9. LuckMan212

    LuckMan212 Registered Member

    Joined:
    Aug 19, 2004
    Posts:
    252
    sounds good to me! :D thanks!
     
  10. earth1

    earth1 Registered Member

    Joined:
    Oct 17, 2004
    Posts:
    177
    Location:
    Kansas, USA
    One caveat is that, if EXECUTION alerts cannot be disabled separately, it is a tedious job to browse hunderds or thousands of alerts looking for anything important.
     
  11. siliconman01

    siliconman01 Registered Member

    Joined:
    Mar 6, 2003
    Posts:
    780
    Location:
    West Virginia (USA)
    Maybe a user defined option that is "clear all alerts more than xx hours old" at a user defined time of day? Just a thought. :D
     
  12. earth1

    earth1 Registered Member

    Joined:
    Oct 17, 2004
    Posts:
    177
    Location:
    Kansas, USA
    I was thinking more of a case where a batch script runs all night, then trying to look through thousands of EXECUTION alerts the next morning. Not sure what's best to suggest. The log file is available, but Unicode makes it difficult to use with most programmer tools. Also (I think) the log file tends to omit the process name when a hook is blocked (but maybe that's getting fixed :) ).

    Perhaps new alerts could be appended to the window, and the window's contents "marked as dirty". When the API send you a message to update the window, you could re-sort at that time. That may be a fairly long sort though (as opposed to insertions). Looks like a lousy idea the more I think about it.
     
  13. gottadoit

    gottadoit Security Expert

    Joined:
    Jul 12, 2004
    Posts:
    601
    Location:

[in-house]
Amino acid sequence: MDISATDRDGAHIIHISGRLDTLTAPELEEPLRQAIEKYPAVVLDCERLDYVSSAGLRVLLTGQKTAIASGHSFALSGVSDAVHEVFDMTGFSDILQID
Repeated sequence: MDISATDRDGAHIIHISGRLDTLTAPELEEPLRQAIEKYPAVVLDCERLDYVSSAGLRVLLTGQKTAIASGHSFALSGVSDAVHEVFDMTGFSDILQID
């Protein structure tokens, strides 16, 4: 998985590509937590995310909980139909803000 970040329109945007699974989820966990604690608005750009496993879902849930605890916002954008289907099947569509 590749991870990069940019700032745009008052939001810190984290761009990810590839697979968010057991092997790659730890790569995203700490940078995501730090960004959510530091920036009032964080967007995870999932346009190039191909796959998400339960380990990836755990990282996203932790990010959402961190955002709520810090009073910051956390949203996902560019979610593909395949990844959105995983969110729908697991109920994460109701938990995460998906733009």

Australia
    Maybe a little options box somewhere that specified how many of the alerts are to be kept in memory could resolve the issue by avoiding the problem of CPU and memory use....

    Something like a tickbox "limit alert messages in memory"
    and a numeric counter "number of messages in memory"
    for the full monty: a tickbox "disable alert sorting"
    and make the default to allow sorting with 50 messages in memory

    These options could go onto the new "options" tab when the "advanced" mode happens (ever hopeful) as one of the many little options
     
  14. Andreas1

    Andreas1 Security Expert

    Joined:
    Jan 29, 2003
    Posts:
    367
    Location:
    Mainz (Ger)
    As a sidenote:
    This is working on my comp.:
    type pglog_11*.txt | grep something

    (with grep and type from unxutils)
     
  15. earth1

    earth1 Registered Member

    Joined:
    Oct 17, 2004
    Posts:
    177
    Location:
    Kansas, USA
    I'm no longer struggling to search/process log files now. I discovered that my editor (Vim) handles it as easily as it handles ascii. I thought I'd already tried that and failed, but it must have been before I lost my mind. :)

    I do still have a concern about not having the program name in log files when PG blocks a program. It does appear (albeit, sometimes, erroneously) on the Alert Tab. Once that's fixed, I'd be fine with an abbreviated alert screen. Truth be told, I'm not too bothered either way. :)
     
  16. earth1

    earth1 Registered Member

    Joined:
    Oct 17, 2004
    Posts:
    177
    Location:
    Kansas, USA
    Andreas, your sidenote looks like something interesting, but I may be confused. I would have expected either a DOS-style "type" or a UNIX-style "cat" to pipe the input to grep. The "type" in UnxUtils.zip is different than what I'm used to (MKS toolkit) but neither "type" writes the contents of a file to stdout.

    I tried the UnxUtils' version of grep.exe, but could only match "EXECUTE" as "E.X.E.C.U.T.E" because of the multi-byte characters. Even though the second version matched, grep still complained, "Binary fiile (standard input) matches", and would not display the matching text. My grep didn't even cooperate that much.

    I didn't see a switch for grepping multi-byte characters, so I'm wondering whether you convert log files to ascii before grepping, or perhaps that conversion happens transparaently on your system. o_O

    In any case, thank you for the pointer to UnxUtils.zip. I saw some handy new grep switches, and I'm sure there'll be other useful things, too.

    Regards, Mike (sorry if OT)
     
  17. Andreas1

    Andreas1 Security Expert

    Joined:
    Jan 29, 2003
    Posts:
    367
    Location:
    Mainz (Ger)